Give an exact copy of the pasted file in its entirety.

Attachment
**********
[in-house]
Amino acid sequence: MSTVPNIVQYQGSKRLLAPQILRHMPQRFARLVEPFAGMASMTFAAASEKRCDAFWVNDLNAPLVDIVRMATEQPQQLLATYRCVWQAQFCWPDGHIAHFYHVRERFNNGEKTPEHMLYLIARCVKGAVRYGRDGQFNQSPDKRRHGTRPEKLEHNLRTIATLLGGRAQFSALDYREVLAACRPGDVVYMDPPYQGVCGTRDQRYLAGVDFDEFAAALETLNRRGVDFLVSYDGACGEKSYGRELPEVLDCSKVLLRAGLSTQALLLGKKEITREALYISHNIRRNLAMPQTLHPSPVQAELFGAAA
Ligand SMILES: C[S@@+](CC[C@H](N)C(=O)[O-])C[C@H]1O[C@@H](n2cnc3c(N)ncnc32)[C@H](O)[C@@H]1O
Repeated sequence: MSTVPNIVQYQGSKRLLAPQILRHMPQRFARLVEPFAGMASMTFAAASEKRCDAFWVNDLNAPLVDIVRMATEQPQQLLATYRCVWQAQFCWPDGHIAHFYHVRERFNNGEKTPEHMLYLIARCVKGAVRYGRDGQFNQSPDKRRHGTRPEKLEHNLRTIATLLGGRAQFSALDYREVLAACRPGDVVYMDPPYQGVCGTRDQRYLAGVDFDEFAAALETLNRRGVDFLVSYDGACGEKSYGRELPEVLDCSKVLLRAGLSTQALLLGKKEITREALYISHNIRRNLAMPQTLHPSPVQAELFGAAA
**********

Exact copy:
[in-house]
Amino acid sequence: MSTVPNIVQYQGSKRLLAPQILRHMPQRFARLVEPFAGMASMTFAAASEKRCDAFWVNDLNAPLVDIVRMATEQPQQLLATYRCVWQAQFCWPDGHIAHFYHVRERFNNGEKTPEHMLYLIARCVKGAVRYGRDGQFNQSPDKRRHGTRPEKLEHNLRTIATLLGGRAQFSALDYREVLAACRPGDVVYMDPPYQGVCGTRDQRYLAGVDFDEFAAALETLNRRGVDFLVSYDGACGEKSYGRELPEVLDCSKVLLRAGLSTQALLLGKKEITREALYISHNIRRNLAMPQTLHPSPVQAELFGAAA
Ligand SMILES: C[S@@+](CC[C@H](N)C(=O)[O-])C[C@H]1O[C@@H](n2cnc3c(N)ncnc32)[C@H](O)[C@@H]1O
Repeated sequence: MSTVPNIVQYQGSKRLLAPQILRHMPQRFARLVEPFAGMASMTFAAASEKRCDAFWVNDLNAPLVDIVRMATEQPQQLLATYRCVWQAQFCWPDGHIAHFYHVRERFNNGEKTPEHMLYLIARCVKGAVRYGRDGQFNQSPDKRRHGTRPEKLEHNLRTIATLLGGRAQFSALDYREVLAACRPGDVVYMDPPYQGVCGTRDQRYLAGVDFDEFAAALETLNRRGVDFLVSYDGACGEKSYGRELPEVLDCSKVLLRAGLSTQALLLGKKEITREALYISHNIRRNLAMPQTLHPSPVQAELFGAAA